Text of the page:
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Oldest surviving 1948 Olympian Charlie Bazzano passes away

By:
Cycling News
Published:
January 15, 2014, 1:43 GMT,
Updated:
January 15, 2014, 1:41 GMT
Edition:
First Edition Cycling News, Wednesday, January 15, 2014
Charlie Bazzano, John Tressider, Roy Moore and Lionel Cox finalists in NSW 1 mile title 2 February 1953 at Hurstville Oval

Charlie Bazzano, John Tressider, Roy Moore and Lionel Cox finalists in NSW 1 mile title 2 February 1953 at Hurstville Oval

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Australian integral to NSW cycling community

Charlie Bazzano, who passed away last week, will be remembered as the oldest surviving member of the 1948 Olympic team that travelled to London. Bazzano finished fourth in the 1000m sprint. In his career, Bazzano competed with and along side Sid Patterson and Russell Mockridge and was associated with the sport in Australia for the majority of his life.

The son of Jack Bazzano and born in Morano, east of Turin in Northern Italy, Bazzano arrived in Australia with his brother Leo at three-years-of-age. Jack started a firm named Velox Engineering Works and Charlie, along with Leo became tradesmen manufacturing cycling componentry including aluminium hubs, brakes, handlebars, stems, seat posts, pedals and chain sets. The VEW hubs were world renown and were part of the Malvern Star bikes for many decades.

Charlie Bazzano medalled in a NSW title for the first time as a 19-year-old finishing third in 1942 in the half-mile sprint title before finishing second in both the sprint and mile titles the following year. By 1944, at 21-years-old, Charlie Bazzano was the king of NSW sprinting winning seven sprint crowns including the 1km time trial over the next five years and won selection to compete in the London Olympics after winning back to back National Sprint titles in 1947 and 1948, defeating Sid Patterson who went on to win the World Sprint title in 1949.

Charlie built most of his own bikes and then raced with incredible success for the Marrickville Club before competing in the 1948 Olympic Games, racing through to the semi-finals before being eliminated by the great Reg Harris, regarded by many as the greatest sprinter of his era, but not before the English stooped to tactics in a bid to unsettle Charlie Bazzano.

Charlie also represented Australian at the 1950 Empire Games (now known as the Commonwealth Games) as a sprint cyclist and finished fifth in the sprint title with fellow team-mates Russell Mockridge and Sid Patterson taking the gold and silver medals.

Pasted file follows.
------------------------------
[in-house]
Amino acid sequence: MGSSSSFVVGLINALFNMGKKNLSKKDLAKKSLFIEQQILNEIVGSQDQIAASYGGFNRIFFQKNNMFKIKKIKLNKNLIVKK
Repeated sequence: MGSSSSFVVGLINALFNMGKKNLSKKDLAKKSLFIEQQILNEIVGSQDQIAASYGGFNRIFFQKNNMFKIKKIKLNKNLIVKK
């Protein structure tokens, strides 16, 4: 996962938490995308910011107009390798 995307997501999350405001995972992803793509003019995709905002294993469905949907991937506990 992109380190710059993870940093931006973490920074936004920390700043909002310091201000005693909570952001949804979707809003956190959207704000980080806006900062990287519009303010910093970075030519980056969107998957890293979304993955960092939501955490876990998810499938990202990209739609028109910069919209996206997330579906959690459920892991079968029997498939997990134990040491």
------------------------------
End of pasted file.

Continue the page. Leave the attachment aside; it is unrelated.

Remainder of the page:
Charlie medalled in state championships for 12 seasons and did much to encourage up and coming future stars like Lionel Cox and assisted the great Joe Buckley with the development of St George in the mid fifties.

In 1971 Bazzano became the NSW Coach along with his good friend George Moore and was instrumental in assisting younger riders such as Garry Sutton, Greg Barnes, Kevin Nichols, Greg Williams develop their skills and ability as cyclists. In 1974, Charlie attended the Christchurch Commonwealth Games with his wife Heather, and was very influential in guiding Dick Paris to a historic win in the time trial as well as the medal performances of Gary Sutton and Kevin Nichols.

Charlie was delighted in the 1980’s with the emergence of his nephew, Matt Bazzano, who went on to win the Commonwealth Bank Cycle Classic, race internationally and qualified for the 1990 Commonwealth Games. He was also a big influence on the stellar career of Olympian Clayton Stevenson, just one of many international cycling stars that came into contact with a very charming man.

Charlie passed away at 90-years-of-age having lost his beautiful wife Heather several years earlier and had been wheelchair bound for the past few years.

Charlie will be well remembered for his contribution to our sport as a champion cyclist, to the bicycle industry and anyone that came into contact with him would have walked away a better person for the privilege.

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